Abstract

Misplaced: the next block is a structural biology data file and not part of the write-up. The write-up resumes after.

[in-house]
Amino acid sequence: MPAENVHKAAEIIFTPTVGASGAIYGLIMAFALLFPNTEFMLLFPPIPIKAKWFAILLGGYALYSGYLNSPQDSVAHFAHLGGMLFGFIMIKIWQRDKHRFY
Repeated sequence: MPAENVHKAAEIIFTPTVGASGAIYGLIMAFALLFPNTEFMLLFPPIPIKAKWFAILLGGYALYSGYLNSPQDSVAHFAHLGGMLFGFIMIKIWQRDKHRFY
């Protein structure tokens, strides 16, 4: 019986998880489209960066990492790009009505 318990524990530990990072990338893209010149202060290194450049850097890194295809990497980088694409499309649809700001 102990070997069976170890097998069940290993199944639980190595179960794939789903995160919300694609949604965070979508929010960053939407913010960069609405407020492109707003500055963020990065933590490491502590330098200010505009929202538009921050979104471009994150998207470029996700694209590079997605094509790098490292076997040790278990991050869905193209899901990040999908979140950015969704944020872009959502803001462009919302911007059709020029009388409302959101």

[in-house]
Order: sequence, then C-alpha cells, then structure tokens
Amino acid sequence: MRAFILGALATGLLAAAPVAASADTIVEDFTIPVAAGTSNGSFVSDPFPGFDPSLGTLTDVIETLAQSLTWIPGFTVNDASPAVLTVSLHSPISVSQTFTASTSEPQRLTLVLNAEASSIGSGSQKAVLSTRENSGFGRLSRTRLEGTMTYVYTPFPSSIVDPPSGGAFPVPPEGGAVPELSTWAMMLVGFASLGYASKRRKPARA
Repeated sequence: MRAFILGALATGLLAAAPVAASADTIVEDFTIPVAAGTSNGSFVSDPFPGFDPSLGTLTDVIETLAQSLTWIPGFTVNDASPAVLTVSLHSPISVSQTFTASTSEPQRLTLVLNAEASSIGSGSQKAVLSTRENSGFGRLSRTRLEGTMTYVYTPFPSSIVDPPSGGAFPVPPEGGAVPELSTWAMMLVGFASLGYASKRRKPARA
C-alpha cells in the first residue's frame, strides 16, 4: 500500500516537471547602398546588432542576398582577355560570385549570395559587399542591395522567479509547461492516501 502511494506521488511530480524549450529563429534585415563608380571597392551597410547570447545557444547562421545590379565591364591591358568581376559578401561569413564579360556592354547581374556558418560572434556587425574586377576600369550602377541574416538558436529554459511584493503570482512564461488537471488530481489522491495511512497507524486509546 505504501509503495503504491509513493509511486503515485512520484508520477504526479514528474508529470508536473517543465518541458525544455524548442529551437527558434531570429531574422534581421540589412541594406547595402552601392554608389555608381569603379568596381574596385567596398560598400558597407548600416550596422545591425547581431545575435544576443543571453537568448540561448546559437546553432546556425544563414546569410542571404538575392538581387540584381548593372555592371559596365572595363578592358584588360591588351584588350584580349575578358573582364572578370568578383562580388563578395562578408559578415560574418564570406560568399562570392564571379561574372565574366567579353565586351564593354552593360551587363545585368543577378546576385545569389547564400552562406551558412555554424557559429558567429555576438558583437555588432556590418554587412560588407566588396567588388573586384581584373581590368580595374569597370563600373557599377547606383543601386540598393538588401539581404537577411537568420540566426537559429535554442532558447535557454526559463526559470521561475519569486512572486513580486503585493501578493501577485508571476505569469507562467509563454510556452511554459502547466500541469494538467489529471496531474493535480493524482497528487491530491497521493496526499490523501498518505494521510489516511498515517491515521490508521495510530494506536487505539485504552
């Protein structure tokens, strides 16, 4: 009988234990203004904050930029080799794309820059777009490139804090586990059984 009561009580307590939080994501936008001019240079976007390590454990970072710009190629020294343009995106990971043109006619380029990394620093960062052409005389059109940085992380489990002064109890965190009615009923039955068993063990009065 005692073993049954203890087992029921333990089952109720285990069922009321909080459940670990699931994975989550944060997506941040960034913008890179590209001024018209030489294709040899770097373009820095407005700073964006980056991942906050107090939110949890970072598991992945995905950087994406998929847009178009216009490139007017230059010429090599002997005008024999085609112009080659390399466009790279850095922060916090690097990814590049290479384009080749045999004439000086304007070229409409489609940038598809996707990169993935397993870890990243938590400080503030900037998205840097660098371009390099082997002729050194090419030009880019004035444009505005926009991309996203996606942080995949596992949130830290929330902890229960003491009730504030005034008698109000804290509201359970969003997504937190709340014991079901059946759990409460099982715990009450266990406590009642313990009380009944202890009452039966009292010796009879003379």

This paper is motivated from the need to extract the characteristic time and length scales of strong pulselike ground motions with a mathematically formal, objective, and easily reproducible procedure. The investigation uses wavelet analysis to identify and extract energetic acceleration pulses (not velocity pulses) together with their associated frequency and amplitude. The processing of acceleration records with wavelet analysis is capable of extracting pulses that are not detected visually in the acceleration records, yet they become coherent and distinguishable in the velocity records. Most importantly, the proposed analysis is capable of extracting shorter duration distinguishable pulses (not necessarily of random character) that override the longer near-source pulses that are of significant engineering interest. The study elaborates on the role of the weighting function in the definition of the wavelet transform and concludes that longer pulses are captured when less suppressive weighting functions are implemented in the wavelet transform. We examine the capability of several popular symmetric and antisymmetric wavelets to locally match the energetic acceleration pulse. We conclude that the exercise to identify the best-matching wavelet shall incorporate, in addition to the standard translation and dilation-contraction of the wavelet transform, a phase modulation together with a manipulation of the oscillatory character (addition of cycles) of the wavelet. This need leads to the extension of the wavelet transform to a more general wavelet transform during which the mother wavelet is subjected to the four above-mentioned modulations. The mathematical definition and effectiveness of this extended wavelet transform is presented in this paper. The objective identification of the pulse period, amplitude, phase, and oscillatory character of pulselike ground motions with the extended wavelet transform introduced in this paper makes possible the immediate use of closed-form expressions published by other investigators to estimate the peak response of elastic and inelastic systems.

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